TSMC, Taiwan’s leading chipmaker, has unveiled an aggressive plan to splurge on 5G research and development. It aims to entrench its lead in the new era of ultrafast wireless communications when chips will be the backbone component used to make devices stay connected and crunch huge quantities of transmitted data.
The semiconductor foundry based in Hsinchu, Taiwan, plans to spend between US$14 billion and $15 billion next year as worldwide rollout of 5G networks and new handsets boost demand for smaller, more advanced and power-efficient chips.
Specifically, more than half of its hefty R&D outlay will be earmarked for equipment for 5-nanometer chip production, as its anchor customers like Apple are gearing up to launch its 5G iPhones next September. By comparison, the main chip currently powers its iPhone 11, the A13 Bionic, is of the 7nm configuration.
TSMC announced the investments at an annual supply-chain forum in Hsinchu last week attended by 700 partners from across the globe, adding that the planned capital expenditure would generate sustained returns for the company as long as issues like production bottleneck can be swiftly addressed.
“The acceleration of 5G deployment across the world is leading to much stronger demand for our 7nm and 5nm capacity,” said JK Wang, senior vice president of TSMC’s production and fab operations. “As a result, we [in October] raised capital spending for 2019 by US$4 billion. We expect next year’s capital spending will be at a similar level.”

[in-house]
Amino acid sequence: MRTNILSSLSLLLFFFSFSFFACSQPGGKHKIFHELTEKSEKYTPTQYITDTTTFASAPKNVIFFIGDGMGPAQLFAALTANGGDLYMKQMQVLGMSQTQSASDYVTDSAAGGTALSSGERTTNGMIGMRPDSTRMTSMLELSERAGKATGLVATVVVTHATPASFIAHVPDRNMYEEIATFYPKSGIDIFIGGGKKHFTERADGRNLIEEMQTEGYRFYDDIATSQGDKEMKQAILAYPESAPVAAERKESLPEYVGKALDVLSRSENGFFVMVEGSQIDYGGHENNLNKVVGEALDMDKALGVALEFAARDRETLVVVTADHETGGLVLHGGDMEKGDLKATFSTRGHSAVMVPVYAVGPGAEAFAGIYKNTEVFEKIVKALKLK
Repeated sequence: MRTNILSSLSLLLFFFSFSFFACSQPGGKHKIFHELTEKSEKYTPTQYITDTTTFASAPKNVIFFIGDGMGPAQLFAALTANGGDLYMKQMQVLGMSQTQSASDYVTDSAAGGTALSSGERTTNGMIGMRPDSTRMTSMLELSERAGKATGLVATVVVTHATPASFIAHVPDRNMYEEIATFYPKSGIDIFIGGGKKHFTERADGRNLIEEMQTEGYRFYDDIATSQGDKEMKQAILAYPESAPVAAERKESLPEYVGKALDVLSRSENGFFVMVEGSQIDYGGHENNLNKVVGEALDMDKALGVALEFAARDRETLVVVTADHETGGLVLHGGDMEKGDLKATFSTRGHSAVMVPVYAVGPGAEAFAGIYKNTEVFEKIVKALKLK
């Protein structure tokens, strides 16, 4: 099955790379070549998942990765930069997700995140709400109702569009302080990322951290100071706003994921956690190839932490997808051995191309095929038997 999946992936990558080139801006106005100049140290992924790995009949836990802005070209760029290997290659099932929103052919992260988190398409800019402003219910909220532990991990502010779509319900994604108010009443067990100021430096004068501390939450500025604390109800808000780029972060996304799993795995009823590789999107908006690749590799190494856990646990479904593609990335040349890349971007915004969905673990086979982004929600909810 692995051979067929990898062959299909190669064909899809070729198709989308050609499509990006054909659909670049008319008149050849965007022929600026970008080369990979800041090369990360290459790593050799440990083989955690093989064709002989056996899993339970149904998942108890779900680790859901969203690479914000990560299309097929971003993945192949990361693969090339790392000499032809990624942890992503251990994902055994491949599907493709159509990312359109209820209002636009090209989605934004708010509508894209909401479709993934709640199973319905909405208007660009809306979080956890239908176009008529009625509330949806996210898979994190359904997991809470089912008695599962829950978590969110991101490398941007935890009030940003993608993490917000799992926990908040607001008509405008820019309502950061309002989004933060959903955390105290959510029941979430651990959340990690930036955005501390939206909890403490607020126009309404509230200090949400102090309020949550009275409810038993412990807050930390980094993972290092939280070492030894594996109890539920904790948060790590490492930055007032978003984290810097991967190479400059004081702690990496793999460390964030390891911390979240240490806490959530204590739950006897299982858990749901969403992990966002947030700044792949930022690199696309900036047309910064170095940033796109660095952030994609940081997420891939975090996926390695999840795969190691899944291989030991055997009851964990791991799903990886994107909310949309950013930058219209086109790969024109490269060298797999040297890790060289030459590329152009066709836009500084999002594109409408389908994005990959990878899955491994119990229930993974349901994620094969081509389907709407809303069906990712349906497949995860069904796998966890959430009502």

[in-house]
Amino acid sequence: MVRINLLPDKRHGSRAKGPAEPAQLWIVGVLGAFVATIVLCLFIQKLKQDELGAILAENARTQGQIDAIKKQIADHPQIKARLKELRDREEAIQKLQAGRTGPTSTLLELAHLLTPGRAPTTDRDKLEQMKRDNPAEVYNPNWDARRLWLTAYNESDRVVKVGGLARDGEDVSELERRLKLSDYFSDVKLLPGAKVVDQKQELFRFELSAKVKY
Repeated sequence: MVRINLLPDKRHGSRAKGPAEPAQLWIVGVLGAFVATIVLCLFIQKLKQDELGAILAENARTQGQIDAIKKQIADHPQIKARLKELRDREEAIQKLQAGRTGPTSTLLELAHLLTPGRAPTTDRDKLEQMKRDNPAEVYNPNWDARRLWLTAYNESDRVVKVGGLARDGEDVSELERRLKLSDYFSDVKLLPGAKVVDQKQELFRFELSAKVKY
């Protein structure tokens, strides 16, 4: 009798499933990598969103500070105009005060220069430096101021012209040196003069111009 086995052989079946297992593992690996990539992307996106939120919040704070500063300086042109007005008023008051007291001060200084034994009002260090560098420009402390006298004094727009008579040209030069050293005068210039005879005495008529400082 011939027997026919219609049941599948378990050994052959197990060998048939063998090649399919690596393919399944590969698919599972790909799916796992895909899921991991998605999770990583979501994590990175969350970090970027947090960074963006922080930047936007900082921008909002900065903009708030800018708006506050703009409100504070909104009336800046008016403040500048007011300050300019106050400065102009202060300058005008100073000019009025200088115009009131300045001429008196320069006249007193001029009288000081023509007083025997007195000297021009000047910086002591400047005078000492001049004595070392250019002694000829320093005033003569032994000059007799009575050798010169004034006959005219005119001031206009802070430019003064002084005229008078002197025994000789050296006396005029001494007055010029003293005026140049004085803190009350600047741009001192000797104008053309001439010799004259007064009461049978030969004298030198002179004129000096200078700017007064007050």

5G technology provides low-latency and high-bandwidth connections so that artificial intelligence-enabled devices can make the right, prompt decisions while they are connected to each other via a 5G network, Wang said.
To meet the buoyant demand, TSMC plans to kickstart mass production of 5nm chips in the first half of next year at a multibillion US dollar facility in the southern Taiwanese city of Tainan. TSMC announced in October that it would be the first wafer foundry capable of churning out 5nm chips in bulk when the technology becomes commercially available.
It also plans to start mass production of 3nm chips in 2022, in line with Moore’s Law that transistor count will double every two years due to shrinking transistor dimensions.
To facilitate the development of next-generation cutting-edge technologies beyond 3nm chipsets, TSMC has pinned high hopes on a shovel-ready new R&D center near its headquarters campus in Hsinchu to house 8,000 engineers, with completion slated for 2021.
Meanwhile, Taiwanese papers also revealed last month that a group of senior executives from Chinese telecoms giant Huawei had called on TSMC founder Morris Chang and senior members of the management in Taiwan to make a case for continued cooperation, including setting up a new factory in mainland China, with the promise of more orders.
TSMC only assembles less advanced chips of the 8nm and 12nm configuration at its mainland plants in Shanghai and Nanjing.
Huawei, amid a reprieved US ban on the export of chips and other key components, has to convince TSMC not to follow Qualcomm and the like to sever ties when the US has been piling pressure on the Taiwanese firm.
Retaining TSMC as a core supplier is especially important given reports claiming that Huawei has been forced to source chips from partners outside the US for its latest handsets.
A recent report by UBS said that the latest offerings from the Shenzhen-based telecoms giant, including its new flagship model Mate 30, debuted in September to take on the iPhone 11 Pro, contained no chips from the US, with alternatives sourced from suppliers in the Netherlands, and the phone’s electronic amplifier is now made by its own semiconductor subsidiary.